- Doug Marlette, Pulitzer Prize-winning cartoonist
- Chris McDaniel, attorney and politician
- Mary Mills, professional golfer
- Ben and Erin Napier, Home Town television personalities
- Kenny Payne, former professional basketball player
- Charles W. Pickering, politician and judge
- Chip Pickering, former congressman
- Stacey Pickering, State Auditor of Mississippi
- Clinton Portis, former professional football player
- Parker Posey, actress
- Leontyne Price, opera singer
- Omeria McDonald Scott, state representative
- Ray Walston, actor
- Lloyd Wells, musician
- Will Wheaton, singer-songwriter
In popular culture
Laurel residents Erin and Ben Napier are featured in the HGTV series Home Town, which premiered on March 21, 2017. The show portrays renovations of local homes in and near Laurel.
In Tennessee Williams' play A Streetcar Named Desire, fictional Laurel native Blanche DuBois is known here as a "woman of loose morals" who, after the loss of her family estate 'Belle Reve', frequents the Hotel Flamingo as told to Stanley by the merchant Kiefaber. In an argument, Blanche tells Harold Mitchell she's brought many victims into her web, and calls the hotel the Tarantula Arms rather than the Hotel Flamingo.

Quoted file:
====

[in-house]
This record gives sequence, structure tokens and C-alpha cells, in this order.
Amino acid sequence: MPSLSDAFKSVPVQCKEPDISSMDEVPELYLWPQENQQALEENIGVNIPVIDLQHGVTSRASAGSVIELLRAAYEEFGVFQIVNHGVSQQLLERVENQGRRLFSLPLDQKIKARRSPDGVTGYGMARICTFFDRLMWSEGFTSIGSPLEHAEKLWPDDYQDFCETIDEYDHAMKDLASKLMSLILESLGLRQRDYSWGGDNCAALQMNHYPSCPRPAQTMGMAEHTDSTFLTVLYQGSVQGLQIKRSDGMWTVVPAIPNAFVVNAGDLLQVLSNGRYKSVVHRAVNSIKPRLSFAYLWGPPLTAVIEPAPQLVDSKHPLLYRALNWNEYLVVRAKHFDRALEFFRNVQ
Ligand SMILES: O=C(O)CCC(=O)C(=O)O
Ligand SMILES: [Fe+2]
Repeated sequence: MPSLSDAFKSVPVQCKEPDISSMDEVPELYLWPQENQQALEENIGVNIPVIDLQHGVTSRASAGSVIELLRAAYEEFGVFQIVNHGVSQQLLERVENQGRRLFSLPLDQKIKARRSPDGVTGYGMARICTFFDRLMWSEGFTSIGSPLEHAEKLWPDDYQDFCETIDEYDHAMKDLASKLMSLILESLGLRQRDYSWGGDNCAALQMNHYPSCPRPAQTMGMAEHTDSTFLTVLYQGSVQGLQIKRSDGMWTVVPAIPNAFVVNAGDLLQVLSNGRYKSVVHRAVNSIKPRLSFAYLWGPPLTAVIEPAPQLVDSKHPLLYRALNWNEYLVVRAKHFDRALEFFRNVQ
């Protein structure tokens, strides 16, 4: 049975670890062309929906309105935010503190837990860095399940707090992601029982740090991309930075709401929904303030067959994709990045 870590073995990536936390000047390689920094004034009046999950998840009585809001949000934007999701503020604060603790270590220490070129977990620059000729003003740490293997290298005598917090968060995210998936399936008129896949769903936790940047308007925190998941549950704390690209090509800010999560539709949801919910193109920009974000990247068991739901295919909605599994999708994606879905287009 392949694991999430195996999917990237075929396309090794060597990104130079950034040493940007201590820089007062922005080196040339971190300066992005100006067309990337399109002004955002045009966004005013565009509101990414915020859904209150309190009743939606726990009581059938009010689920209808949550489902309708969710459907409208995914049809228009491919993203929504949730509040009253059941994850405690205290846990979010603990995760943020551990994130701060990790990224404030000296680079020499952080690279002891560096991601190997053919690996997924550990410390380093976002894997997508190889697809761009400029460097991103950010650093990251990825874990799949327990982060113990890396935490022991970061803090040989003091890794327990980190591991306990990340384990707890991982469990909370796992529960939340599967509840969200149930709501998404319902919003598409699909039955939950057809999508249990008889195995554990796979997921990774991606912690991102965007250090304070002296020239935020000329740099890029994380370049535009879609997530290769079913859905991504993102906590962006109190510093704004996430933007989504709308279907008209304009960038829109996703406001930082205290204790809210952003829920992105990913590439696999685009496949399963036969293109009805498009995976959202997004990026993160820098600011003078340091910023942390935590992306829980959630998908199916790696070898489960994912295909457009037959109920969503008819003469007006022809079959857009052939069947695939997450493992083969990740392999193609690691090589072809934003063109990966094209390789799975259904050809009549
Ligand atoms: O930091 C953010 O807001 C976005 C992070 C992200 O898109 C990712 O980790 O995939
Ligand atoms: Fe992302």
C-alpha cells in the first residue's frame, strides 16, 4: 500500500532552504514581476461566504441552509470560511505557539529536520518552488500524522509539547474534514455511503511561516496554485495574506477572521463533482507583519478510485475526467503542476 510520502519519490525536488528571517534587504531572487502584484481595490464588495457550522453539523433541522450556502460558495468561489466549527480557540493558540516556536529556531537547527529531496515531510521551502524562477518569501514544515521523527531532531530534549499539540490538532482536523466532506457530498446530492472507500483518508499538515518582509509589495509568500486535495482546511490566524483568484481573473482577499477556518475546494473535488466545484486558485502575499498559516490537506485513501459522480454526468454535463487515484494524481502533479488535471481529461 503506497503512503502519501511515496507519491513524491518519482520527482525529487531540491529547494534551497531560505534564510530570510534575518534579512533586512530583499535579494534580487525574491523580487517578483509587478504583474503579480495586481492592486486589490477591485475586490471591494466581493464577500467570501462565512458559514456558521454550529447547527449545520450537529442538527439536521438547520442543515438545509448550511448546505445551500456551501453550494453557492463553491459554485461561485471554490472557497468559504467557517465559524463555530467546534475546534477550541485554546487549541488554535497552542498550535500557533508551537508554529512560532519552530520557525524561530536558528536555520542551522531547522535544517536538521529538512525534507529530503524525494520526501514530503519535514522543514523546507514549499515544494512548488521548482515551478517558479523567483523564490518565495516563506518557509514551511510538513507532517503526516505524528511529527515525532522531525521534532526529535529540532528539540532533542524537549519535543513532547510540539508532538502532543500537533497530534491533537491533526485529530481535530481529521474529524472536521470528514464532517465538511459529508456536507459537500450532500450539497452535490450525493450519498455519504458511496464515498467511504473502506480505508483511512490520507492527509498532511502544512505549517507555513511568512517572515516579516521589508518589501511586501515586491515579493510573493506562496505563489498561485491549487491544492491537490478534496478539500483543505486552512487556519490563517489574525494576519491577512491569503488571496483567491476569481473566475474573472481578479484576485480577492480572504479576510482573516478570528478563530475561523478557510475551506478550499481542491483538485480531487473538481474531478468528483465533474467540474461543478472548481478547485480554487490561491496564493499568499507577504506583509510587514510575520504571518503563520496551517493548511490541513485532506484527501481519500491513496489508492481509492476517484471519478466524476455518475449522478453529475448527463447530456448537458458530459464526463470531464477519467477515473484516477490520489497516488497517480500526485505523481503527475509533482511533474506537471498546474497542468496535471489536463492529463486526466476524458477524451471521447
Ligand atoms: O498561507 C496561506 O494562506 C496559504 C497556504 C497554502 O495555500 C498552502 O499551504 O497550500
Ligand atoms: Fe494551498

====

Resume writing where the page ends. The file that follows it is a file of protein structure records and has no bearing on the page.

Singer-songwriter Steve Forbert had a hit with the song "Goin' Down to Laurel" (released on his 1978 album Alive on Arrival) which refers to visiting the town of Laurel.
- ^ "2020 U.S. Gazetteer Files". United States Census Bureau. Retrieved July 24, 2022.
- ^ "Census – Geography Profile". archive.ph. 11 January 2022. Archived from the original on 2022-01-11. Retrieved 11 January 2022.
- ^ "Mississippi Railroads".
- ^ Thames, Bill. Walking Tour of Historic Laurel Homes. Laurel, Mississippi: Lauren Rogers Museum of Art. p. 6.
- ^ Gannett, Henry (1905). The Origin of Certain Place Names in the United States. US Government Printing Office. p. 182.